This is a sequel to the post Shenandoah National Park. I felt the need to broaden my scope of the area considering that the Blue Ridge Mountains are practically out our back-door.
We frequently take day-drives over the mountains on weekends, and every once in a while we stop and spend the night. Fall is the most beautiful time to go. It is still warm enough to sport a light jacket, the leaves are incredible orange hues, and the black bears are easier to spot as the climb up and down the Shenandoah trees.
We vacationed at Massanuten for a few nights last fall and the area is incredible. If you are anything like us and prefer camping and hiking to miniature golf and manufactured ski slopes, I do not recommend staying at Massanuten, but the area around it instead.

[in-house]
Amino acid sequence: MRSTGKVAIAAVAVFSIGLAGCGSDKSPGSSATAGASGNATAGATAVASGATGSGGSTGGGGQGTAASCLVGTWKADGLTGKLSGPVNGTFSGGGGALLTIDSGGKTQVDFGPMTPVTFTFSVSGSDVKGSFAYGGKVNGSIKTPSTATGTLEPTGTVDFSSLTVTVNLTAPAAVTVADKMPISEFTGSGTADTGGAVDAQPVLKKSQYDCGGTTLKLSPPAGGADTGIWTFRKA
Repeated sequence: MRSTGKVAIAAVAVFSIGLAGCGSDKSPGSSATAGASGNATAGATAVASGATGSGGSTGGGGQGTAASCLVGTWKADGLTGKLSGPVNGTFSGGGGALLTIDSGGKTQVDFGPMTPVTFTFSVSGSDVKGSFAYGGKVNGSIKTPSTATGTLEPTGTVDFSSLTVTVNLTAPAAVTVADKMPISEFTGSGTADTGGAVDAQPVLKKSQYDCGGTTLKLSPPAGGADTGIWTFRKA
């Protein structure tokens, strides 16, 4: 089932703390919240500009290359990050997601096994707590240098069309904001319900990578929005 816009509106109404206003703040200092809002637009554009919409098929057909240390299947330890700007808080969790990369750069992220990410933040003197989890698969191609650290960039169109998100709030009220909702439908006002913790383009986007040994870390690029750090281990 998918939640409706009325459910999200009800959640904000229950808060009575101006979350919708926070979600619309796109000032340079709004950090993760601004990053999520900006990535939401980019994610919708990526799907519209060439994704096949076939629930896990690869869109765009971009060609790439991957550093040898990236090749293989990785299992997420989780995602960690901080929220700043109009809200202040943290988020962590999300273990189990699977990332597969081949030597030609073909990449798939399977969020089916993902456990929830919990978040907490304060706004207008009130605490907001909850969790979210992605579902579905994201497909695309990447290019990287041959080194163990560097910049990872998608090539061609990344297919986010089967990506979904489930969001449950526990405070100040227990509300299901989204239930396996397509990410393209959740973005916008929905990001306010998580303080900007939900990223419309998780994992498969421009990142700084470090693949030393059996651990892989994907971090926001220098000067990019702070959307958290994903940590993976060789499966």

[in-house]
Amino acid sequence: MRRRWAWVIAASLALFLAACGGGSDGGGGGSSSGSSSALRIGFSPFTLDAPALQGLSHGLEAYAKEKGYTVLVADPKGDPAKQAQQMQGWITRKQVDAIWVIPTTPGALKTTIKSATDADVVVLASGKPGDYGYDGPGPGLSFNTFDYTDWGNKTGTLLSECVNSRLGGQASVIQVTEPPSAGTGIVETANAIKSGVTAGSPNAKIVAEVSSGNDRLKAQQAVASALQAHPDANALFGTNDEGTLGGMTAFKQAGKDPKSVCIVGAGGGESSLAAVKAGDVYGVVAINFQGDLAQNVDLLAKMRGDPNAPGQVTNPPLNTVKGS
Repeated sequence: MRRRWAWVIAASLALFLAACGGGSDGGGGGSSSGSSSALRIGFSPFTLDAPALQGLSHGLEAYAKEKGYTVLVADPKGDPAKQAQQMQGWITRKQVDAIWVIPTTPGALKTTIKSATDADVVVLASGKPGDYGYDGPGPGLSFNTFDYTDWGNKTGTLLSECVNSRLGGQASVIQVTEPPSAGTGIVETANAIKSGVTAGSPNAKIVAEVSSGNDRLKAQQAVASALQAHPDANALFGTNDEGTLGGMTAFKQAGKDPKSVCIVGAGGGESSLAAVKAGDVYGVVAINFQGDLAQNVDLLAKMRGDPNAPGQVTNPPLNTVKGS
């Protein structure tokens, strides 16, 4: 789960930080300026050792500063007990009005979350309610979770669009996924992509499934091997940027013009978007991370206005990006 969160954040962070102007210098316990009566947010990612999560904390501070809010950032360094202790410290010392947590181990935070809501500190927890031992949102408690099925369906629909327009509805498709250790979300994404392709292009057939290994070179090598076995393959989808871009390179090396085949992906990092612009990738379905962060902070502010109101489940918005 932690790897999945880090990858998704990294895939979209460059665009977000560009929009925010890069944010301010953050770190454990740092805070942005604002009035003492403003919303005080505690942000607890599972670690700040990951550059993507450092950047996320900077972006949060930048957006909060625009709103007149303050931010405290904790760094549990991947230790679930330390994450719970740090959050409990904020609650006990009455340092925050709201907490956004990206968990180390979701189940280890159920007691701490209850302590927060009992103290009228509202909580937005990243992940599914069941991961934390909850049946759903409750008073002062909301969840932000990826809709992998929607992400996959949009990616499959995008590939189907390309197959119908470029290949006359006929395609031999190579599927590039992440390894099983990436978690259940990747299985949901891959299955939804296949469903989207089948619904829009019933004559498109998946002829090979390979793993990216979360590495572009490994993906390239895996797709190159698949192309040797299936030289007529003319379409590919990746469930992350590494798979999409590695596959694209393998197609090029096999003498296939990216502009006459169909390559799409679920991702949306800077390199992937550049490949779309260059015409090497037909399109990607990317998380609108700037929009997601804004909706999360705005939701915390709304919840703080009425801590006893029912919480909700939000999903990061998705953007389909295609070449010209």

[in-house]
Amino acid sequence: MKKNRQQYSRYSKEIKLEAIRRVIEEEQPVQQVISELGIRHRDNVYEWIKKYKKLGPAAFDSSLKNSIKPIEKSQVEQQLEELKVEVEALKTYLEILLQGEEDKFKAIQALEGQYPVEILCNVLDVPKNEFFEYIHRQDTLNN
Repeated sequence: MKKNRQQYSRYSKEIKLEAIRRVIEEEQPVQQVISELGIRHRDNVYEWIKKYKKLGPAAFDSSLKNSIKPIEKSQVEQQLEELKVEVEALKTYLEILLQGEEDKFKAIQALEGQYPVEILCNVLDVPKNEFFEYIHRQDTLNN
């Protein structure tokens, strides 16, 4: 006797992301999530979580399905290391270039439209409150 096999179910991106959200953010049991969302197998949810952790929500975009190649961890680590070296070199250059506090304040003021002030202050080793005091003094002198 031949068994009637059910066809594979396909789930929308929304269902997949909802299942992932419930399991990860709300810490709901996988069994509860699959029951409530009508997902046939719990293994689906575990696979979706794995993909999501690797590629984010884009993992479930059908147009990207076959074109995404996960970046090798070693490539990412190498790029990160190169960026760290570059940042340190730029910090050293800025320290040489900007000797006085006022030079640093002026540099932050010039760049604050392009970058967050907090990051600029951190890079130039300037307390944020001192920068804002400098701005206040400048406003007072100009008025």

The wildlife in the area are awesome. If you are lucky, just driving along Skyline Drive in Shenandoah will introduce you to various black bears, some of which are quite small, cheeky cubs. Looking in any direction and you are bound to see mother deers with their fawns, giant groundhogs, and birds along the entire color spectrum flitting from branch to branch.
We live against the backdrop of the Appalachian Trail where fall brings the changing of the leaves. The trail is marked by giant outcrops of rocks and some spectacular views. I still find it strange that one can look down from the heights of these mountains onto towns and highway systems. It all seems so compact to me, having grown up in the west where we have an abundance of wide-opened, never-having-been-inhabited places. Still, I cannot deny the beauty of the mid-Atlantic’s Blue Ridge Mountains.
There is still so much I have yet to see of this “wilderness” in the east. The future looks to hold a few more years in the area and my son is two now and on the verge being more easily packable making excursions easier. Not, of course, that it hindered us too much before.
As we explore, I will most likely add to this post and not create a new one, so check back!